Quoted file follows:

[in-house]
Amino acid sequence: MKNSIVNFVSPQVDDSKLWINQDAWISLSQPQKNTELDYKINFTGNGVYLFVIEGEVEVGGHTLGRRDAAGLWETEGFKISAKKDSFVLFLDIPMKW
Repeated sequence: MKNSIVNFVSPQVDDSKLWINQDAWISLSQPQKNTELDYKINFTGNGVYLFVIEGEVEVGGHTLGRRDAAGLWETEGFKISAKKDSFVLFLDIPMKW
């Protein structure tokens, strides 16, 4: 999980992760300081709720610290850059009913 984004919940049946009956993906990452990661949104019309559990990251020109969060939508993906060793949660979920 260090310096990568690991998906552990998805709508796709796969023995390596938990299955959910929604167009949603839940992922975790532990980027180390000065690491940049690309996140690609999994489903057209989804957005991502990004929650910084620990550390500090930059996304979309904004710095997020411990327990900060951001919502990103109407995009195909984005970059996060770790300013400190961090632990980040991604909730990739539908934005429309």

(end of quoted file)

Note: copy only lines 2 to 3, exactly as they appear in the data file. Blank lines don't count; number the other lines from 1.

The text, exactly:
Amino acid sequence: MKNSIVNFVSPQVDDSKLWINQDAWISLSQPQKNTELDYKINFTGNGVYLFVIEGEVEVGGHTLGRRDAAGLWETEGFKISAKKDSFVLFLDIPMKW
Repeated sequence: MKNSIVNFVSPQVDDSKLWINQDAWISLSQPQKNTELDYKINFTGNGVYLFVIEGEVEVGGHTLGRRDAAGLWETEGFKISAKKDSFVLFLDIPMKW